Mr. President, fellow members of the Senate, distinguished guests.
I want to acknowledge my debt to the Archives and to Dr. Ed Papenfuse and Mimi Calver for their able assistance with these remarks.
I also want to note that I may be the only member of the Senate who has an historian on his staff. David Brewster is terrific, and I want to thank him for his help as well.
Each year the Senate of Maryland gathers in this room to commemorate the greatest man of America's greatest generation.
It is altogether appropriate that we Marylanders do this. George Washington had a special relationship with our State. His active military career began in Cumberland from whence he set out as a young officer in the mid-1750s to confront the French in the Ohio Valley. The only college in America named after Washington with his permission is in Chestertown. Washington visited Annapolis often. He went to the races out on West Street and, according to tradition, got his hair cut at a barber shop on Cornhill Street. He lobbied the Legislature on behalf of one of his business ventures. And in this very room he resigned his commission as commander of the Revolutionary army.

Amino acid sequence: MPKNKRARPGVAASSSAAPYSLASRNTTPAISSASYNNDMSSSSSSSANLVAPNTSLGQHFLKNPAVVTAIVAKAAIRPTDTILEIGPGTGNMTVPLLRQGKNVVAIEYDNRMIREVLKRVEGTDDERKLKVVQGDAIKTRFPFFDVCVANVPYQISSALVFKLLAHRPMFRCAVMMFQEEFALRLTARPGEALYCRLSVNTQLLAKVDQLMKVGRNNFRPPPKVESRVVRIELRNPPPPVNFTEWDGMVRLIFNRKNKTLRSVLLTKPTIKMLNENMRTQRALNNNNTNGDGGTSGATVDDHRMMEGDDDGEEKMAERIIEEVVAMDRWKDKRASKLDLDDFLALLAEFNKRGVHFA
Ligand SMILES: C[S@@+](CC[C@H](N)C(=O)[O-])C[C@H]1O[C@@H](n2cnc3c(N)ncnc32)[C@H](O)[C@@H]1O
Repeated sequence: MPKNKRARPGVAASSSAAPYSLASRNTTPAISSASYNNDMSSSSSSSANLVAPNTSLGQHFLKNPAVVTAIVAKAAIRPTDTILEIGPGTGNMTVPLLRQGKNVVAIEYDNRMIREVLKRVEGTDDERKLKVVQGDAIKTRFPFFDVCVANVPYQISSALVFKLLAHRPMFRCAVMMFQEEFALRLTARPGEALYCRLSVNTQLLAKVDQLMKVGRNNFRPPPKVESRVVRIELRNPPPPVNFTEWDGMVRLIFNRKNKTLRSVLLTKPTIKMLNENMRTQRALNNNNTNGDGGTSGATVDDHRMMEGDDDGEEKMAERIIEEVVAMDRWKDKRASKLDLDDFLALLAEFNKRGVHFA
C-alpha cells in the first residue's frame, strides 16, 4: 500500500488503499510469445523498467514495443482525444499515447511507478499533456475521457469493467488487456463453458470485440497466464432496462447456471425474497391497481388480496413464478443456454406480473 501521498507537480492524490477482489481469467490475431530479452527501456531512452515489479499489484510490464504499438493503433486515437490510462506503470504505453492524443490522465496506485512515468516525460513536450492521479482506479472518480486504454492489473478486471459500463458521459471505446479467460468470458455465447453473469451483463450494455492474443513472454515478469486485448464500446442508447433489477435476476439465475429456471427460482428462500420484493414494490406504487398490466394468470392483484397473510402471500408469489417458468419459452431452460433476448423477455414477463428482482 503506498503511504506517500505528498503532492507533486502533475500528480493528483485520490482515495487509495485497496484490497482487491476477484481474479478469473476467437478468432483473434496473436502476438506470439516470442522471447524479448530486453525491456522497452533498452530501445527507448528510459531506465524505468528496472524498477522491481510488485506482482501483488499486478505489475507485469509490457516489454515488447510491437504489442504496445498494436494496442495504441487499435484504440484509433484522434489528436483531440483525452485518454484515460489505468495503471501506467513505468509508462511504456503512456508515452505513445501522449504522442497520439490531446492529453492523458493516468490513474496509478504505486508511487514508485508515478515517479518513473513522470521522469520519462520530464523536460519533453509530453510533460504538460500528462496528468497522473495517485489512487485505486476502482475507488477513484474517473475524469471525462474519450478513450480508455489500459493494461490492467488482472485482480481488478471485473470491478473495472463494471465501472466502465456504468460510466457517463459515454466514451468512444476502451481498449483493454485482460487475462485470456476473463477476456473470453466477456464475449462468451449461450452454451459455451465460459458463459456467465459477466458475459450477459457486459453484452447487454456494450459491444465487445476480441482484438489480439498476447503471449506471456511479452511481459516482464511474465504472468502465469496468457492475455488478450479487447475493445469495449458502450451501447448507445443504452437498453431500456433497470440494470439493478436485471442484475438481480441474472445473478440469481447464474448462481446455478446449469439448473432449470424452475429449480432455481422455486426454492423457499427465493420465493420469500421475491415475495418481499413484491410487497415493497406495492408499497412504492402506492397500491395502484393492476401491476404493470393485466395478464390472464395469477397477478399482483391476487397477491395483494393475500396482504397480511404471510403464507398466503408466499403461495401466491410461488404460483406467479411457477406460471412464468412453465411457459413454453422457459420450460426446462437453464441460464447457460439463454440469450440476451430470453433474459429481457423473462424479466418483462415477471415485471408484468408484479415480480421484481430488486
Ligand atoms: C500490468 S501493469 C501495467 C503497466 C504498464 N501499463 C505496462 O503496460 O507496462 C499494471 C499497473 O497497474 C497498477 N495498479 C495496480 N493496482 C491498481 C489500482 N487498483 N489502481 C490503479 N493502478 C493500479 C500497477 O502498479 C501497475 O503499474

Like all of us, Washington was a product of his time and place. He grew up in the planter society of the 18th century Chesapeake. And from the time he was 11 until his death, he owned slaves. This month, we celebrate not only George Washington's birthday but also the rich history of African Americans. Given that coincidence, I would like to talk a little this evening about George Washington and slavery.